Kitchens, 45, spent the last two years in Cleveland, the first as running backs coach/associate head coach for the first eight games and offensive coordinator for the final eight before his season as head coach. He previously coached in Dallas (tight ends, 2006) and Arizona (tight ends, 2007-12; quarterbacks, 2013-16; and running backs in 2017).

“I think any position on offense is good for Freddie,” Judge said. “He’s got a lot of experience at different positions. He’s been head coach, he’s been a coordinator, he’s been a position coach. He sees it through a lot of different perspectives. What I love about Freddie is he brings an element of toughness and discipline to his room. He brings outside the box thinking a lot of times to how he approaches the game from a game plan perspective. I think he’ll be an asset to working with our offensive coaches and developing the game plan throughout the week. But ultimately, I’ve worked with Freddie, I’ve played for Freddie, and I’ve called against Freddie, and I understand what his players are about.”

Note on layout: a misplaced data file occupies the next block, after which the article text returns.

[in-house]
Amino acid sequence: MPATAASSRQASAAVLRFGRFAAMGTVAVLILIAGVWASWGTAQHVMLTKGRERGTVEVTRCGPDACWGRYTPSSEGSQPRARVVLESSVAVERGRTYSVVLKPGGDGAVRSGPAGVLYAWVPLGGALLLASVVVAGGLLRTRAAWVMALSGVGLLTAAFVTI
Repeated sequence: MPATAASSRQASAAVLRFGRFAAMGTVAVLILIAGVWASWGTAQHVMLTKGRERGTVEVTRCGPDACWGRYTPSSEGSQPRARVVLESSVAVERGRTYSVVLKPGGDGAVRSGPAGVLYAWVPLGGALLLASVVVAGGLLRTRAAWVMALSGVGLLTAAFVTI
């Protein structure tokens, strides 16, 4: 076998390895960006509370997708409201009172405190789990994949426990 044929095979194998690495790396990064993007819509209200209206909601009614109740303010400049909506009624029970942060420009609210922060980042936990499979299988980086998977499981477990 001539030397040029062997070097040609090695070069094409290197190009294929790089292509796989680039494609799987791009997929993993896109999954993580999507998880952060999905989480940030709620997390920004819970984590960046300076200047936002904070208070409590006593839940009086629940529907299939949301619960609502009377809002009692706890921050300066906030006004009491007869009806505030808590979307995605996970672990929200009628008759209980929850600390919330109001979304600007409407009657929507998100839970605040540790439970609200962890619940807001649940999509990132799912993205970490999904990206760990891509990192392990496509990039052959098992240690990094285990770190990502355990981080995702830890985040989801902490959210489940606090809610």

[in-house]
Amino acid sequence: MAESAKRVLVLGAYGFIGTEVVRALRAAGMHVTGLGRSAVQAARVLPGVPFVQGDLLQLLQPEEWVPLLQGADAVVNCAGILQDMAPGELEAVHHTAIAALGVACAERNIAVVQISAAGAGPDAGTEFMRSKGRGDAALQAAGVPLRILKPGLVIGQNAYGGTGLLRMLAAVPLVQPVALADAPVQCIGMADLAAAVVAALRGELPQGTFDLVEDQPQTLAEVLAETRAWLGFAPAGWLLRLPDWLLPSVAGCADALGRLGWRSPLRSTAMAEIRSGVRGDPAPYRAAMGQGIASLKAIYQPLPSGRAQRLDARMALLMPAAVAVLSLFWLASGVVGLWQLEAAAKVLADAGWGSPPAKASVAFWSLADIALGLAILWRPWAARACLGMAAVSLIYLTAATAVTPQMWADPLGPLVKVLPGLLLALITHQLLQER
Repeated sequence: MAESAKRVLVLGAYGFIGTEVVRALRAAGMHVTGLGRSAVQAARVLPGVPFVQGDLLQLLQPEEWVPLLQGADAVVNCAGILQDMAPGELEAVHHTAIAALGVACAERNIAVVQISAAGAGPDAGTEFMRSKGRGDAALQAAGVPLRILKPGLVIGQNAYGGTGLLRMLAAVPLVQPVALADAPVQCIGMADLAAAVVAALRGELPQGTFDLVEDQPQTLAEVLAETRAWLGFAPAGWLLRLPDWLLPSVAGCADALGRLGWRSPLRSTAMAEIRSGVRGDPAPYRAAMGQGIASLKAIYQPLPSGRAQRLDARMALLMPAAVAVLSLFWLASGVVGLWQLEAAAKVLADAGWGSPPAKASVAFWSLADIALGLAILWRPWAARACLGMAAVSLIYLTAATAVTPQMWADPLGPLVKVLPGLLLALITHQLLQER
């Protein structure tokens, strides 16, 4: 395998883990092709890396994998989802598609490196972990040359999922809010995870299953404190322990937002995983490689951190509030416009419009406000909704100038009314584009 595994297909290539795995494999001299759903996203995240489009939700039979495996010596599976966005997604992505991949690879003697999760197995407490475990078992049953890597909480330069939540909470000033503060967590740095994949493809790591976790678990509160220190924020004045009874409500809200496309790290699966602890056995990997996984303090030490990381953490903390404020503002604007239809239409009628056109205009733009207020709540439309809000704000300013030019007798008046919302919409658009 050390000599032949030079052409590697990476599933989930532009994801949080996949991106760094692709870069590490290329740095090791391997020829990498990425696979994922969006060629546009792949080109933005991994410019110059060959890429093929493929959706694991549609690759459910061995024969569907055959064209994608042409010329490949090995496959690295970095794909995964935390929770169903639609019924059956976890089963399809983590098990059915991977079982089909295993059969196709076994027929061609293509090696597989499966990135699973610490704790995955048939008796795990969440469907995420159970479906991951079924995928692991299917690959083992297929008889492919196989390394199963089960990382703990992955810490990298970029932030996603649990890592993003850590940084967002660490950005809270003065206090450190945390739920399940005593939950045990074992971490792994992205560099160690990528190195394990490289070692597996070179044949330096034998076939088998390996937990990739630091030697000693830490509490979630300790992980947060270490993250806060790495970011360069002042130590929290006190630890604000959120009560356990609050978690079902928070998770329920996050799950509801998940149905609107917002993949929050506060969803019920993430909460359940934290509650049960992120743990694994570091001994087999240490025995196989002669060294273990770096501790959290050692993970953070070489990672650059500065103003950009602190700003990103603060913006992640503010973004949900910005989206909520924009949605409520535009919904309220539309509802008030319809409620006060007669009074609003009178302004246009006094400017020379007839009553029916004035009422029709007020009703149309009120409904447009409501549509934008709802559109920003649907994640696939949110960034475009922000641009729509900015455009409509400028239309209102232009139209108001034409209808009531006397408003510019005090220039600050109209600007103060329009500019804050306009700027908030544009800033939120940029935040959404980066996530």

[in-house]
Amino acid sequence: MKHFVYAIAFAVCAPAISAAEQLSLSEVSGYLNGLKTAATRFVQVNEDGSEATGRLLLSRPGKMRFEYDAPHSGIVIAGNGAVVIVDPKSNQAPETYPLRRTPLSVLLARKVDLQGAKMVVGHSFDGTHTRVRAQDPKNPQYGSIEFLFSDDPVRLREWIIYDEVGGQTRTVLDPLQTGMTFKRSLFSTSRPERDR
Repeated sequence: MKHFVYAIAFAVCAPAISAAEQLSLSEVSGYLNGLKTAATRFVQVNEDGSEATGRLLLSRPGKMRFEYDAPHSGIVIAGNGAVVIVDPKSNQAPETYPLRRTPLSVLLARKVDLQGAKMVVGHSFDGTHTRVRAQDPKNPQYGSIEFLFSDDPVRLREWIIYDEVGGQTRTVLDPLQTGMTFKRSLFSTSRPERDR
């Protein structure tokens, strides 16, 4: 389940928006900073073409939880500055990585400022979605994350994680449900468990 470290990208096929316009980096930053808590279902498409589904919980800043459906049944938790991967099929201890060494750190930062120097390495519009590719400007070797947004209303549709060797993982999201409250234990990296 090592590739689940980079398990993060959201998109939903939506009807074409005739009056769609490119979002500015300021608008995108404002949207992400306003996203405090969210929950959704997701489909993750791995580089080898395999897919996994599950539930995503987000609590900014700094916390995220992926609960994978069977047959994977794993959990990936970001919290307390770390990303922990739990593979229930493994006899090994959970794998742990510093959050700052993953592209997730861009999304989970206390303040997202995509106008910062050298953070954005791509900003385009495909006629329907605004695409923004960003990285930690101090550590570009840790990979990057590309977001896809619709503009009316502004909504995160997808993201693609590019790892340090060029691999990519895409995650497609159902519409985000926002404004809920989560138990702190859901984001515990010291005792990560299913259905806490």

Marc Colombo, who played offensive line for the Dallas Cowboys, will be the offensive line coach under Garrett. whom he had worked with in Dallas since 2015.


Asked about the expertise Garrett and Kitchens bring as former NFL head coaches, Judge said, “Everybody brings a different type of experience to the job. I didn’t set out to hire anyone with former head coaching experience. That ended up being a plus of what different guys brought to their area.”